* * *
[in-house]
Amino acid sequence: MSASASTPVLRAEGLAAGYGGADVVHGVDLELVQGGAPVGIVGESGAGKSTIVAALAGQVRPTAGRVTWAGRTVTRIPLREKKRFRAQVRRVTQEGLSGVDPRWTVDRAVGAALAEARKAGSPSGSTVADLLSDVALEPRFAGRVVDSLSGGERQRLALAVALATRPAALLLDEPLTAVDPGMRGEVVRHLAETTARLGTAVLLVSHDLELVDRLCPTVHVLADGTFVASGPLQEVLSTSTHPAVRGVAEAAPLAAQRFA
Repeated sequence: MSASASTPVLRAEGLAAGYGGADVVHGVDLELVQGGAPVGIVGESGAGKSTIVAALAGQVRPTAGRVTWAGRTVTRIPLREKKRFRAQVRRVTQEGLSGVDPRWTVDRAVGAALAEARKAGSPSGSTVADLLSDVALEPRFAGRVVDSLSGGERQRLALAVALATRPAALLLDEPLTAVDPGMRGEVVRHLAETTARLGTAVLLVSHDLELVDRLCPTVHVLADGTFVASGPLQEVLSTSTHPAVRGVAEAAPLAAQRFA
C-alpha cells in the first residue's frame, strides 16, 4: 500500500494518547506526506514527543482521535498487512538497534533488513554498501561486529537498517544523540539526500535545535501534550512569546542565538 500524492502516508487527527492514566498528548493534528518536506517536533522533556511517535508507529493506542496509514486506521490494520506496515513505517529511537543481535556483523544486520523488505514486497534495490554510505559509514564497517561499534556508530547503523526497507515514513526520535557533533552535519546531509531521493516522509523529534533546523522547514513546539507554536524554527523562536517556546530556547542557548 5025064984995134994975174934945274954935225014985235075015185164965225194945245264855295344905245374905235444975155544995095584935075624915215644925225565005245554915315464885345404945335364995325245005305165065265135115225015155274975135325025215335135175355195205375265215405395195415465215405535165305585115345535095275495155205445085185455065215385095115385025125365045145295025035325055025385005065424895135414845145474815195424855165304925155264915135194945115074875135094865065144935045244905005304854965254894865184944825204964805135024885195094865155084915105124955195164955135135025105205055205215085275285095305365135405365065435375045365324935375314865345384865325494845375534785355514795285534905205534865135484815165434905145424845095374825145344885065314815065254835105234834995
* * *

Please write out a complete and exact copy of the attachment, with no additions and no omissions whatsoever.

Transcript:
[in-house]
Amino acid sequence: MSASASTPVLRAEGLAAGYGGADVVHGVDLELVQGGAPVGIVGESGAGKSTIVAALAGQVRPTAGRVTWAGRTVTRIPLREKKRFRAQVRRVTQEGLSGVDPRWTVDRAVGAALAEARKAGSPSGSTVADLLSDVALEPRFAGRVVDSLSGGERQRLALAVALATRPAALLLDEPLTAVDPGMRGEVVRHLAETTARLGTAVLLVSHDLELVDRLCPTVHVLADGTFVASGPLQEVLSTSTHPAVRGVAEAAPLAAQRFA
Repeated sequence: MSASASTPVLRAEGLAAGYGGADVVHGVDLELVQGGAPVGIVGESGAGKSTIVAALAGQVRPTAGRVTWAGRTVTRIPLREKKRFRAQVRRVTQEGLSGVDPRWTVDRAVGAALAEARKAGSPSGSTVADLLSDVALEPRFAGRVVDSLSGGERQRLALAVALATRPAALLLDEPLTAVDPGMRGEVVRHLAETTARLGTAVLLVSHDLELVDRLCPTVHVLADGTFVASGPLQEVLSTSTHPAVRGVAEAAPLAAQRFA
C-alpha cells in the first residue's frame, strides 16, 4: 500500500494518547506526506514527543482521535498487512538497534533488513554498501561486529537498517544523540539526500535545535501534550512569546542565538 500524492502516508487527527492514566498528548493534528518536506517536533522533556511517535508507529493506542496509514486506521490494520506496515513505517529511537543481535556483523544486520523488505514486497534495490554510505559509514564497517561499534556508530547503523526497507515514513526520535557533533552535519546531509531521493516522509523529534533546523522547514513546539507554536524554527523562536517556546530556547542557548 5025064984995134994975174934945274954935225014985235075015185164965225194945245264855295344905245374905235444975155544995095584935075624915215644925225565005245554915315464885345404945335364995325245005305165065265135115225015155274975135325025215335135175355195205375265215405395195415465215405535165305585115345535095275495155205445085185455065215385095115385025125365045145295025035325055025385005065424895135414845145474815195424855165304925155264915135194945115074875135094865065144935045244905005304854965254894865184944825204964805135024885195094865155084915105124955195164955135135025105205055205215085275285095305365135405365065435375045365324935375314865345384865325494845375534785355514795285534905205534865135484815165434905145424845095374825145344885065314815065254835105234834995